You can find many of the the world's deepest lakes on LakeLubbers. If you select the last page of that list, you will find the (maximum depth of) the shallowest lakes in our database.


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Average Depth | LakeLubbers

This is the estimated average depth of the water in a lake -- measured at the lake's normal elevation. If the water volume and surface area of a lake are known, an estimate of the lake's average depth can be calculated:

Water volume ÷ Surface Area = Average Depth

Example: 1,000,000 acre-feet ÷ 20,000 acres = 50 feet average depth


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Maximum Elevation | LakeLubbers

This is a lake's highest water level, measured by the lake's surface distance above sea level, that can occur during flooding. A lake's highest possible maximum elevation is usually the top of the lake's dam or spillway.

At lakes that include residential development, government regulations usually forbid the construction of homes below a lake's maximum elevation.


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Minimum Elevation | LakeLubbers

This is a lake's lowest water level, measured by the lake's surface distance above sea level, that can be reasonably expected to occur. Low lake levels can occur due to deliberate seasonal draw downs for irrigation or impending snow melt, reduced water inflows, drought and evaporation, residential or commercial water demands, and hydropower generation.

Some lakes' minimum and maximum elevations are virtually the same. Lakes that generate hydropower may vary by several feet - according to power demand. Lakes whose primary purpose is to prevent flooding can seasonally vary by 100 feet or more.

When some lakes reach their minimum elevation, their boat ramps may not be long enough to permit boat access - and boats docked on shallow parts of the lake may end up on dry ground. In those cases, kayakers and shore-based anglers may be among the few happy recreational users of the lake.


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Normal Elevation | LakeLubbers

This is a lake's normal water level, measured by the lake's surface distance above sea level. For a reservoir, this water level is also known as "full pond" or "full pool".

You can find many of the world's highest-elevated lakes on LakeLubbers. Lakes with the lowest elevations (known by LakeLubbers) are shown on the final page of that list.


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Shoreline Length | LakeLubbers

This is the length of the exterior shoreline around a lake - measured at the lake's normal elevation. The shoreline length can be considerably shorter or longer when lake water levels are lower or higher than normal.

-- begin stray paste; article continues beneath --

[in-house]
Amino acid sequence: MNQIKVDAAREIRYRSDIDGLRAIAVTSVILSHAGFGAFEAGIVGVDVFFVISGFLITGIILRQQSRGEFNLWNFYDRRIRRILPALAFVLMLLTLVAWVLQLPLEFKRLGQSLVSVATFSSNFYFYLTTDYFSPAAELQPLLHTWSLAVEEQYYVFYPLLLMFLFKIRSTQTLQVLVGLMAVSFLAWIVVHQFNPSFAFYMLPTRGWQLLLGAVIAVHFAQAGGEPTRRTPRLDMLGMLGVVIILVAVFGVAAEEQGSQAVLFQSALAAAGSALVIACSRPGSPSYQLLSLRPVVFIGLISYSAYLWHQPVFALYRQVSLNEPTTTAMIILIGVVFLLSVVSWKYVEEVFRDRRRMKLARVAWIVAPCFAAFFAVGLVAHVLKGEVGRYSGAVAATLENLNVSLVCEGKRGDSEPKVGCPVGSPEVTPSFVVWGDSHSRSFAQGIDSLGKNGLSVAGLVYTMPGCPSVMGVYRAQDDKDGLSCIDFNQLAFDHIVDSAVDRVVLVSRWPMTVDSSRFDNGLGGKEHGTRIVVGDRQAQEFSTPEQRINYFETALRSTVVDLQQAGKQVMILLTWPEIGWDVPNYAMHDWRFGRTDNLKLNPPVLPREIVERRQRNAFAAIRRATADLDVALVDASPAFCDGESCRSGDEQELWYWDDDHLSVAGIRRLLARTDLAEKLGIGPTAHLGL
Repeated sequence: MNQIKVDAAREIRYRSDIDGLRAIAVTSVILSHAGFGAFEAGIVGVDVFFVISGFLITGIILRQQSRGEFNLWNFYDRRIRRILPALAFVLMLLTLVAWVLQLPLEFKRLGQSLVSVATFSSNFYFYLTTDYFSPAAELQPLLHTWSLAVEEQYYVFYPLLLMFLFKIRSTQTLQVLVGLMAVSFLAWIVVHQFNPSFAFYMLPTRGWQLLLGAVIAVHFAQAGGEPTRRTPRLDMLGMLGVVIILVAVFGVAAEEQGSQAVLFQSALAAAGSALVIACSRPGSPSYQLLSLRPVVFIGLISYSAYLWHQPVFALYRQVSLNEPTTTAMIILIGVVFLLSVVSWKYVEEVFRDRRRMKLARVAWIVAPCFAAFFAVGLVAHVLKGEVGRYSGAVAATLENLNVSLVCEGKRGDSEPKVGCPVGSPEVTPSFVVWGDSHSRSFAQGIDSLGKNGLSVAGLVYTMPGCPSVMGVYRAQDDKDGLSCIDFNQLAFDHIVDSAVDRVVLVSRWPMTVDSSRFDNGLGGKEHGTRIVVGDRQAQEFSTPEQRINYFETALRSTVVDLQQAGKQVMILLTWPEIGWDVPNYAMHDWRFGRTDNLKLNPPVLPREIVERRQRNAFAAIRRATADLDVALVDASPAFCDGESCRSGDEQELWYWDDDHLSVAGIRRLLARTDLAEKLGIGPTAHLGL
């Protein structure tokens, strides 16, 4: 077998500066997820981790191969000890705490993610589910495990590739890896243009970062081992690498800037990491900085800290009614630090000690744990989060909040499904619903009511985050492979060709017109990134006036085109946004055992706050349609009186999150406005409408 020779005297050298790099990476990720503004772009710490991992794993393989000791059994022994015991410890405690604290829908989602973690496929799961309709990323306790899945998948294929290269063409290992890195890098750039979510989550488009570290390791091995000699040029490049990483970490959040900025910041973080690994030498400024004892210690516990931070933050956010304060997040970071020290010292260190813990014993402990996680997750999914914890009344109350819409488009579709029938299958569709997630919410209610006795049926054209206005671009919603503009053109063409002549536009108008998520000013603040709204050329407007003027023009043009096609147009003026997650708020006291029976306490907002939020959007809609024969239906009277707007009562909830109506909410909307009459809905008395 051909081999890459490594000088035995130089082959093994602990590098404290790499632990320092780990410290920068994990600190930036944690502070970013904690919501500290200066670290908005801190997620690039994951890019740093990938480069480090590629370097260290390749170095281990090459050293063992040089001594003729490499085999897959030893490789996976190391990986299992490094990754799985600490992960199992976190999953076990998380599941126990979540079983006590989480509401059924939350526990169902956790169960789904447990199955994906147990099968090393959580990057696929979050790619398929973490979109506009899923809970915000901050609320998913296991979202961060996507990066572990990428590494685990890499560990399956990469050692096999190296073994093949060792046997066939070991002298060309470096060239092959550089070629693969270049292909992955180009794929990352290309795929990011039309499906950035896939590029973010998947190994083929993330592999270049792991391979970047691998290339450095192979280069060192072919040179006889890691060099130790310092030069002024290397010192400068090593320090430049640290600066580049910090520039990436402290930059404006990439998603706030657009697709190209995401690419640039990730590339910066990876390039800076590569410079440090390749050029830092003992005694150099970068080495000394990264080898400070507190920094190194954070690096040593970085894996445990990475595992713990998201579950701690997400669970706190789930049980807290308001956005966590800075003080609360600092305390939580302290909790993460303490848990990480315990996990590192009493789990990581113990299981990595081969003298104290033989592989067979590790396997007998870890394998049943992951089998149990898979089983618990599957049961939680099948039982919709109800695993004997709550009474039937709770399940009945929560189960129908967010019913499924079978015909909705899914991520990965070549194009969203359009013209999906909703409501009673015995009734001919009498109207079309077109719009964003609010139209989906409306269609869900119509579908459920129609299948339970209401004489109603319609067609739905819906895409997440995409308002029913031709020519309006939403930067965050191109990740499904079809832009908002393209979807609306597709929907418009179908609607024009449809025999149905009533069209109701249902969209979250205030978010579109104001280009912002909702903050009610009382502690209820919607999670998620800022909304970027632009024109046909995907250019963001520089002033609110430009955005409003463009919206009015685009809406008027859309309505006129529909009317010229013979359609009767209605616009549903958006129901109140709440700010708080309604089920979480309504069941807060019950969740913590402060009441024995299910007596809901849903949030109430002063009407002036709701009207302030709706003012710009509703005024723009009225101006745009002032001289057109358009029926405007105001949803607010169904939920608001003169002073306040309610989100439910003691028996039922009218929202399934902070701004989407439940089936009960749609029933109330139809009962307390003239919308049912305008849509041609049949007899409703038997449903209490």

A lake with many coves has a much longer shoreline than a lake of similar surface area that is nearly circular in shape.

When known, the shoreline miles that we report in our statistics include only the lake's exterior shoreline, and exclude the shorelines of islands located within a lake's boundaries. In lakes with many islands, those islands' combined shorelines may exceed a lake's exterior shoreline.

You can find many of the world's longest-shoreline lakes on Lakelubbers.


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Surface Area | LakeLubbers

This is the area (acreage, square kilometers, etc.) of the top surface area of a lake - measured at a lake's normal elevation. The surface area can be considerably smaller or larger when lake levels are lower or higher than normal. North America's Lake Superior is the world's largest freshwater lake by this measure.

The other measure of a lake's size is the lake's water volume. By that measure, the world's largest freshwater lake is Lake Baikal in Siberia.

You can find many of the world's largest lakes (acres) on Lakelubbers. There is no widely-accepted minimum surface area that defines a lake. What Lakelubbers describes as a lake, you might call a pond. The smallest lake that Lakelubbers currently includes is Hawaii's 2-acre Lake Waiau.


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Water Level Control | LakeLubbers

This is the organization that controls water releases or outflows from the lake or reservoir. In the USA, this is often the US Army Corps of Engineers, a power company, a municipal water system, an irrigation district, or a paper manufacturing company. In the case of private or gated lakes, a homeowners' association may be the lake's controlling authority.

Many lakes cross borders, including North America's Great Lakes. The control of such lakes and their coveted freshwater may be amicably shared - or hotly disputed.

"Water wars" continue at many lakes as growing populations and crop irrigation needs compete for the freshwater that lakes contain.


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Lake Type | LakeLubbers

There are 3 basic types of lakes that are currently included on LakeLubbers. 2 types may be dammed or not dammed, producing 5 classifications.

- A Reservoir is a man-made freshwater lake that is usually created by damming rivers.

- A Natural Freshwater Lake occurs naturally - often by glacial activity - and has a salinity of less than 30 parts per thousand. It may be dammed to produce electricity or for other reasons.

- A Natural Saltwater Lake occurs naturally and has a salinity of more than 30 parts per thousand (ppt). It may be dammed.

"Brackish" water may be categorized as freshwater or saltwater, depending on its salt content (salinity). Oligohaline water has less than 15 ppt of salt. Mesohaline water has 15-29 ppt. Polyhaline has 30-335 ppt.